Nigerian poet, Romeo Oriogun, has won the 2017 Brunel International African Poetry Prize.

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Among the shortlist of ten poets selected from nearly 1,200 entries, Oriogun earned the unanimous decision of the judges.

His entry was about “masculinity and desire in the face of LGBT criminalisation and persecution”.

Oriogun’s winning poems were Elegy for a Burnt Friend, The Origin of Butterflies, Remembrance, Denial, The Theory of Hatred, Invisible Man, and After A Visit To The Museum.

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“Romeo Oriogun is a hugely talented, outstanding, and urgent new voice in African poetry,” said the judges. “His poetry is wide ranging but at its heart are deeply passionate, shocking, imaginative, complex and ultimately beautiful explorations of masculinity, sexuality and desire in a country that does not recognise LGBT rights.

“We wish him all the best for the future.”

Oriogun, who started writing three years ago, was one of four Nigerian poets to reach this year’s shortlist.

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His poems have been featured in Brittle Paper, African Writer, Expound, and Praxis.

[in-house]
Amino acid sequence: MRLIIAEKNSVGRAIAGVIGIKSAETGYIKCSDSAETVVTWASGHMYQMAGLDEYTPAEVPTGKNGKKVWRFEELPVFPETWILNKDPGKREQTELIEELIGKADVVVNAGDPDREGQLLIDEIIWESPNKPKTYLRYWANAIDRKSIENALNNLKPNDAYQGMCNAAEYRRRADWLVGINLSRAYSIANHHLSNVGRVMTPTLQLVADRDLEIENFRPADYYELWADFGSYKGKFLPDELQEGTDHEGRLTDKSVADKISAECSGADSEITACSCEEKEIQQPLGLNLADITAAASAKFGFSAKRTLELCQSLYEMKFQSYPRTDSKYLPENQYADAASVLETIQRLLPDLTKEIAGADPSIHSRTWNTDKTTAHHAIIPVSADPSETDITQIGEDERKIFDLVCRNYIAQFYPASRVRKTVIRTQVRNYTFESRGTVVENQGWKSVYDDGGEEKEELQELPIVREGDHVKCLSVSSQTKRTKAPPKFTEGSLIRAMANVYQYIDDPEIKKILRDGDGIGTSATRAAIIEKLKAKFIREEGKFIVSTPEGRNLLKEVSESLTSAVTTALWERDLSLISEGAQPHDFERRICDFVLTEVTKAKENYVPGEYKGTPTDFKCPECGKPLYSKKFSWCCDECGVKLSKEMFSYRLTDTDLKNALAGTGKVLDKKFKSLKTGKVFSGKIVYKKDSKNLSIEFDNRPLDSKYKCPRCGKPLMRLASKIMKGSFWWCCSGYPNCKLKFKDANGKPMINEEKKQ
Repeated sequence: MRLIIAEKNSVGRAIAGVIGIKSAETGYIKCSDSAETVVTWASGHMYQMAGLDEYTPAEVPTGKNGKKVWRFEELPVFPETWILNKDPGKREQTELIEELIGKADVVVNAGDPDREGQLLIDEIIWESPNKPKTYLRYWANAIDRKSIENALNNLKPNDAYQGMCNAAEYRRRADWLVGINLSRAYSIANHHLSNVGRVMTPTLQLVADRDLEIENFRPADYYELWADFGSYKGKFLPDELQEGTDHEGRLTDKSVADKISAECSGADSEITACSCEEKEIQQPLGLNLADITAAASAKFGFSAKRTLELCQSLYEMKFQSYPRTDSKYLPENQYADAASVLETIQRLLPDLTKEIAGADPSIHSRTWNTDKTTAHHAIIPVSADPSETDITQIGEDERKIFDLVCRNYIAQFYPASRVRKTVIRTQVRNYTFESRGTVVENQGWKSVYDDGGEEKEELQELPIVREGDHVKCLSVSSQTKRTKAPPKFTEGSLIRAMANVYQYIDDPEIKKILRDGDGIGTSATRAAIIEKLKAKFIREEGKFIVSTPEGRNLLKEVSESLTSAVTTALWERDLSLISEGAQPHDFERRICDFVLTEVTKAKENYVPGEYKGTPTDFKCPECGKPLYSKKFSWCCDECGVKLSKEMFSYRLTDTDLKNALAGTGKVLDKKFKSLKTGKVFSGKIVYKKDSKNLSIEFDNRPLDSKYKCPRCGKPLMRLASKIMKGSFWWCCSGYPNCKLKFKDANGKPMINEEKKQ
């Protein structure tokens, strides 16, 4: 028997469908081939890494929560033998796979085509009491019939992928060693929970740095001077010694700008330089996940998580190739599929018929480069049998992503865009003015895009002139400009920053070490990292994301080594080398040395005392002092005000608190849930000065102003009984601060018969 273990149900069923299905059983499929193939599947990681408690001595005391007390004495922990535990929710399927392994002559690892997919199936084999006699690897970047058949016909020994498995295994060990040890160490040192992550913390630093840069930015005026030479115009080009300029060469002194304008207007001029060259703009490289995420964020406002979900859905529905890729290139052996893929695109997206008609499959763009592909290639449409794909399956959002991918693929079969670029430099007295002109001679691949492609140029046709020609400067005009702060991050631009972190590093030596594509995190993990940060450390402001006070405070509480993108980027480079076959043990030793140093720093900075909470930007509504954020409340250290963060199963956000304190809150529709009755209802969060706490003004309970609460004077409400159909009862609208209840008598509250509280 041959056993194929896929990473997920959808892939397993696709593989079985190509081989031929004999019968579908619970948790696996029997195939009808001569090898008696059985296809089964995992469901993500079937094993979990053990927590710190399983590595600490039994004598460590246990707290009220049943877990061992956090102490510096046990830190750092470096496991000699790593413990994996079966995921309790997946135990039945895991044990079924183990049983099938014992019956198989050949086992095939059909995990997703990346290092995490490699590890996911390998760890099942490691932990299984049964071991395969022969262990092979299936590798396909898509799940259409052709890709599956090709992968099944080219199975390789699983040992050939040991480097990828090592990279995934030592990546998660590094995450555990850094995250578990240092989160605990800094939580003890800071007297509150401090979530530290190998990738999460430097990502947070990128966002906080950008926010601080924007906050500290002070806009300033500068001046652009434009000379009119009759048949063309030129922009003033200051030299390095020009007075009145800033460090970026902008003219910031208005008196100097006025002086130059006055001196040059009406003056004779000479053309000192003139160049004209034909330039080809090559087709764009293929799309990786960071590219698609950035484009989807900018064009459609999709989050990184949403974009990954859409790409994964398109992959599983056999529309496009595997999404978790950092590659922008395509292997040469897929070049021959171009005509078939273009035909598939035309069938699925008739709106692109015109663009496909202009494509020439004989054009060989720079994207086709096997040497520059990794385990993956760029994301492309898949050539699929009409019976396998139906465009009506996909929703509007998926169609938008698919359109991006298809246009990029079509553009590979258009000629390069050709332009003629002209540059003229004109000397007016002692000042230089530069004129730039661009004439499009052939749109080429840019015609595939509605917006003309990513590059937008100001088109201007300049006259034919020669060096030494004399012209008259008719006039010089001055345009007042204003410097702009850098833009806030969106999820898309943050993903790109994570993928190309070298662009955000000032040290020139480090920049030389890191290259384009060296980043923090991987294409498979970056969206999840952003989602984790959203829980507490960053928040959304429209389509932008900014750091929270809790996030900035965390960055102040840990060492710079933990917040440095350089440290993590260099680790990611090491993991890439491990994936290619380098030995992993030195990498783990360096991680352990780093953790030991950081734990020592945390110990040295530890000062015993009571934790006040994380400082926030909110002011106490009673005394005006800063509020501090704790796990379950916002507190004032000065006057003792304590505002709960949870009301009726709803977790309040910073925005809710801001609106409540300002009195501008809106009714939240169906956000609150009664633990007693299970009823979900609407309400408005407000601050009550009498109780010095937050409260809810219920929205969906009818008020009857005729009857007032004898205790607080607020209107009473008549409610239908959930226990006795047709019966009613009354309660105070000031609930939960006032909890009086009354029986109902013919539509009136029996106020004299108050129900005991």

Oriogun said he writes about queer people because someone needs to champion their cause in these parts where it’s a crime to be different.

“Sometimes this is the price I pay for writing but it is better than keeping quiet. I know queer people may not be free to love openly in my lifetime but it is a journey and we are laying the stones for the future,” he said.

The Brunel poetry prize was last won by two Nigerians, Gbenga Adesina and Chekwube O. Danladi, who shared the honour in 2016.

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The poetry of the inaugural winner, Warsan Shire, was featured on Beyoncé Knowles’ ‘Lemonade’ album.

“African poetry is now undergoing a revolution with the publication of many brilliantly unique poets who are changing the literary landscape of the continent,” the judges said.

The £3,000 poetry prize is open to African poets who are yet to publish a full poetry collection.

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